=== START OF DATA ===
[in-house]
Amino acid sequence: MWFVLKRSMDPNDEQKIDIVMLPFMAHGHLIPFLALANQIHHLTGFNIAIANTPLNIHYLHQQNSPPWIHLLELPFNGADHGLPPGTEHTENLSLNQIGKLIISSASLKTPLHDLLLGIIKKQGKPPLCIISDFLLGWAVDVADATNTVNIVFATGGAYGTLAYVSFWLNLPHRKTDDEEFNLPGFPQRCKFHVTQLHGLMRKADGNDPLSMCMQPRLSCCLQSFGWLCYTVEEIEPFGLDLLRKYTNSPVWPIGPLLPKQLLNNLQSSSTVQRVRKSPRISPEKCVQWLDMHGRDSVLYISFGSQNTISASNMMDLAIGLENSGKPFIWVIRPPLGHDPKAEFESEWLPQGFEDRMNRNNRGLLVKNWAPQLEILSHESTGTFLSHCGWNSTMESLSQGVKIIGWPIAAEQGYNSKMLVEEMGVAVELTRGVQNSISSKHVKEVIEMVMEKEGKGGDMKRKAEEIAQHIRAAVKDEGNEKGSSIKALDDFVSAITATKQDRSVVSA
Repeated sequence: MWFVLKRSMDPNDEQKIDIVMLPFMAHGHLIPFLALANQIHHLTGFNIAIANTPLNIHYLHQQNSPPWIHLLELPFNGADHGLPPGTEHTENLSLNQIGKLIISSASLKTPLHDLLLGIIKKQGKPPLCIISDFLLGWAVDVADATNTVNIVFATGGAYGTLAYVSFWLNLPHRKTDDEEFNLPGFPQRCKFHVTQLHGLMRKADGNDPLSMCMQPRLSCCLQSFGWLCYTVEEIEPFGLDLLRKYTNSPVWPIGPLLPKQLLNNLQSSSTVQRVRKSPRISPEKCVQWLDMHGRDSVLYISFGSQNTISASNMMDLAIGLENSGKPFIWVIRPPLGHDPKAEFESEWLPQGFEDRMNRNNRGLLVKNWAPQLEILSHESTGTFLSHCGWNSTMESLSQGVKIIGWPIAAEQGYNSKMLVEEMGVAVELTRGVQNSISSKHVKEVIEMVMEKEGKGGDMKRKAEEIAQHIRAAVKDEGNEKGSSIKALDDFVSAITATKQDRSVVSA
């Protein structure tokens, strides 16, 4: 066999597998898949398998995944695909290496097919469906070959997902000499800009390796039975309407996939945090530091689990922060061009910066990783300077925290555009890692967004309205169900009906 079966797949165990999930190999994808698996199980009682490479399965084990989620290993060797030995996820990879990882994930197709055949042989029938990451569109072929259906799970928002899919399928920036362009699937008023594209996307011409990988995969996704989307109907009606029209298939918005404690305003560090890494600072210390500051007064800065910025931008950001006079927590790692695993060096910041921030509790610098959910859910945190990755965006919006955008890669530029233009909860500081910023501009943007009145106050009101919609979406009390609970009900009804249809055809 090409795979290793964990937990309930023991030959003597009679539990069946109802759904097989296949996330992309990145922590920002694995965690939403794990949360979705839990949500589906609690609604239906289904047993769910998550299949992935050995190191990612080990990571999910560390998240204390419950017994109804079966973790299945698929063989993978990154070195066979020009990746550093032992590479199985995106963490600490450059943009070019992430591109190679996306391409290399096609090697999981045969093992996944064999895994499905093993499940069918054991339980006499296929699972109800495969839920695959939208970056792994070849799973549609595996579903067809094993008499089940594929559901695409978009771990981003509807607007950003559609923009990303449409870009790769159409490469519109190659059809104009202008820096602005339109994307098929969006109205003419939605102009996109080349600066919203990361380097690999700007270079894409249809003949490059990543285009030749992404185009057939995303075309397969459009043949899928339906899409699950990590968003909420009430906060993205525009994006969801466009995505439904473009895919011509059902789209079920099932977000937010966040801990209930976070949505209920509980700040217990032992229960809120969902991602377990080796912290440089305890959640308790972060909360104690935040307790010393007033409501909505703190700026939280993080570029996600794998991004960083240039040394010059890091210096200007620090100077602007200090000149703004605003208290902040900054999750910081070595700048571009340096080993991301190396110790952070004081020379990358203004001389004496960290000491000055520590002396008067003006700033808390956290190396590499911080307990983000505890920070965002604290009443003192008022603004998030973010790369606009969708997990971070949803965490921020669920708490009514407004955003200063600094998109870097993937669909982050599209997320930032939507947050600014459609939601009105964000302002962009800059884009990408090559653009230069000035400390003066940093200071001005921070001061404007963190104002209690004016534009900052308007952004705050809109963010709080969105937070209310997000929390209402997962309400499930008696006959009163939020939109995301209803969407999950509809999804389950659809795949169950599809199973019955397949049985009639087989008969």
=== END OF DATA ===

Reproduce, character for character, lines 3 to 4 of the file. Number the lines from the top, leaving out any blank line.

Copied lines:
Repeated sequence: MWFVLKRSMDPNDEQKIDIVMLPFMAHGHLIPFLALANQIHHLTGFNIAIANTPLNIHYLHQQNSPPWIHLLELPFNGADHGLPPGTEHTENLSLNQIGKLIISSASLKTPLHDLLLGIIKKQGKPPLCIISDFLLGWAVDVADATNTVNIVFATGGAYGTLAYVSFWLNLPHRKTDDEEFNLPGFPQRCKFHVTQLHGLMRKADGNDPLSMCMQPRLSCCLQSFGWLCYTVEEIEPFGLDLLRKYTNSPVWPIGPLLPKQLLNNLQSSSTVQRVRKSPRISPEKCVQWLDMHGRDSVLYISFGSQNTISASNMMDLAIGLENSGKPFIWVIRPPLGHDPKAEFESEWLPQGFEDRMNRNNRGLLVKNWAPQLEILSHESTGTFLSHCGWNSTMESLSQGVKIIGWPIAAEQGYNSKMLVEEMGVAVELTRGVQNSISSKHVKEVIEMVMEKEGKGGDMKRKAEEIAQHIRAAVKDEGNEKGSSIKALDDFVSAITATKQDRSVVSA
């Protein structure tokens, strides 16, 4: 066999597998898949398998995944695909290496097919469906070959997902000499800009390796039975309407996939945090530091689990922060061009910066990783300077925290555009890692967004309205169900009906 079966797949165990999930190999994808698996199980009682490479399965084990989620290993060797030995996820990879990882994930197709055949042989029938990451569109072929259906799970928002899919399928920036362009699937008023594209996307011409990988995969996704989307109907009606029209298939918005404690305003560090890494600072210390500051007064800065910025931008950001006079927590790692695993060096910041921030509790610098959910859910945190990755965006919006955008890669530029233009909860500081910023501009943007009145106050009101919609979406009390609970009900009804249809055809 090409795979290793964990937990309930023991030959003597009679539990069946109802759904097989296949996330992309990145922590920002694995965690939403794990949360979705839990949500589906609690609604239906289904047993769910998550299949992935050995190191990612080990990571999910560390998240204390419950017994109804079966973790299945698929063989993978990154070195066979020009990746550093032992590479199985995106963490600490450059943009070019992430591109190679996306391409290399096609090697999981045969093992996944064999895994499905093993499940069918054991339980006499296929699972109800495969839920695959939208970056792994070849799973549609595996579903067809094993008499089940594929559901695409978009771990981003509807607007950003559609923009990303449409870009790769159409490469519109190659059809104009202008820096602005339109994307098929969006109205003419939605102009996109080349600066919203990361380097690999700007270079894409249809003949490059990543285009030749992404185009057939995303075309397969459009043949899928339906899409699950990590968003909420009430906060993205525009994006969801466009995505439904473009895919011509059902789209079920099932977000937010966040801990209930976070949505209920509980700040217990032992229960809120969902991602377990080796912290440089305890959640308790972060909360104690935040307790010393007033409501909505703190700026939280993080570029996600794998991004960083240039040394010059890091210096200007620090100077602007200090000149703004605003208290902040900054999750910081070595700048571009340096080993991301190396110790952070004081020379990358203004001389004496960290000491000055520590002396008067003006700033808390956290190396590499911080307990983000505890920070965002604290009443003192008022603004998030973010790369606009969708997990971070949803965490921020669920708490009514407004955003200063600094998109870097993937669909982050599209997320930032939507947050600014459609939601009105964000302002962009800059884009990408090559653009230069000035400390003066940093200071001005921070001061404007963190104002209690004016534009900052308007952004705050809109963010709080969105937070209310997000929390209402997962309400499930008696006959009163939020939109995301209803969407999950509809999804389950659809795949169950599809199973019955397949049985009639087989008969």